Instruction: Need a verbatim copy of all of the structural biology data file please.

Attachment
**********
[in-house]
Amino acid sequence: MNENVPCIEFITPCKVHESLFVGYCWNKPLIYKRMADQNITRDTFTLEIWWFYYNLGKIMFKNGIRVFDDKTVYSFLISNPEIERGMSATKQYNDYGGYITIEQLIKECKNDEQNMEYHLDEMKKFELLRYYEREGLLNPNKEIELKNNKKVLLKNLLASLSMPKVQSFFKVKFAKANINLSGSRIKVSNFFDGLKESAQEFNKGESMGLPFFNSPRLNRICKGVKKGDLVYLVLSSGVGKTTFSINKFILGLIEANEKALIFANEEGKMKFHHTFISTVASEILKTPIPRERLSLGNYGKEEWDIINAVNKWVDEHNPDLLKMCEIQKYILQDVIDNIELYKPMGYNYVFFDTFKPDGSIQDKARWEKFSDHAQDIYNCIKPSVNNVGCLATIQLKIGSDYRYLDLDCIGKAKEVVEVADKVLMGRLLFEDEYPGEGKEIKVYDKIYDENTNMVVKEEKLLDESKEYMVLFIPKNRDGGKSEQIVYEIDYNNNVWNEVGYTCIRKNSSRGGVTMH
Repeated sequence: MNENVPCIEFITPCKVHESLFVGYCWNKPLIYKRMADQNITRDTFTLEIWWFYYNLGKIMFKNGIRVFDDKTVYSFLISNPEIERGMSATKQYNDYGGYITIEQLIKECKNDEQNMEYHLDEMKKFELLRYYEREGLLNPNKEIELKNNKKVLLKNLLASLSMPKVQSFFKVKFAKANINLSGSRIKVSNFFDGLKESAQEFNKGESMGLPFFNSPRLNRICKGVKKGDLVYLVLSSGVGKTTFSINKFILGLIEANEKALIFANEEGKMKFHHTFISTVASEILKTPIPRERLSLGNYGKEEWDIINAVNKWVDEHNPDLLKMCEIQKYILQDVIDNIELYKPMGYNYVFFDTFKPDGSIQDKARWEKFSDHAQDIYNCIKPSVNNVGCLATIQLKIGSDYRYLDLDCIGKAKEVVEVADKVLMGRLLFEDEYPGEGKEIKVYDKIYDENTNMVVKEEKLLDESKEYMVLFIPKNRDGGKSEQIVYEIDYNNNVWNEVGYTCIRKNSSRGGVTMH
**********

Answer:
[in-house]
Amino acid sequence: MNENVPCIEFITPCKVHESLFVGYCWNKPLIYKRMADQNITRDTFTLEIWWFYYNLGKIMFKNGIRVFDDKTVYSFLISNPEIERGMSATKQYNDYGGYITIEQLIKECKNDEQNMEYHLDEMKKFELLRYYEREGLLNPNKEIELKNNKKVLLKNLLASLSMPKVQSFFKVKFAKANINLSGSRIKVSNFFDGLKESAQEFNKGESMGLPFFNSPRLNRICKGVKKGDLVYLVLSSGVGKTTFSINKFILGLIEANEKALIFANEEGKMKFHHTFISTVASEILKTPIPRERLSLGNYGKEEWDIINAVNKWVDEHNPDLLKMCEIQKYILQDVIDNIELYKPMGYNYVFFDTFKPDGSIQDKARWEKFSDHAQDIYNCIKPSVNNVGCLATIQLKIGSDYRYLDLDCIGKAKEVVEVADKVLMGRLLFEDEYPGEGKEIKVYDKIYDENTNMVVKEEKLLDESKEYMVLFIPKNRDGGKSEQIVYEIDYNNNVWNEVGYTCIRKNSSRGGVTMH
Repeated sequence: MNENVPCIEFITPCKVHESLFVGYCWNKPLIYKRMADQNITRDTFTLEIWWFYYNLGKIMFKNGIRVFDDKTVYSFLISNPEIERGMSATKQYNDYGGYITIEQLIKECKNDEQNMEYHLDEMKKFELLRYYEREGLLNPNKEIELKNNKKVLLKNLLASLSMPKVQSFFKVKFAKANINLSGSRIKVSNFFDGLKESAQEFNKGESMGLPFFNSPRLNRICKGVKKGDLVYLVLSSGVGKTTFSINKFILGLIEANEKALIFANEEGKMKFHHTFISTVASEILKTPIPRERLSLGNYGKEEWDIINAVNKWVDEHNPDLLKMCEIQKYILQDVIDNIELYKPMGYNYVFFDTFKPDGSIQDKARWEKFSDHAQDIYNCIKPSVNNVGCLATIQLKIGSDYRYLDLDCIGKAKEVVEVADKVLMGRLLFEDEYPGEGKEIKVYDKIYDENTNMVVKEEKLLDESKEYMVLFIPKNRDGGKSEQIVYEIDYNNNVWNEVGYTCIRKNSSRGGVTMH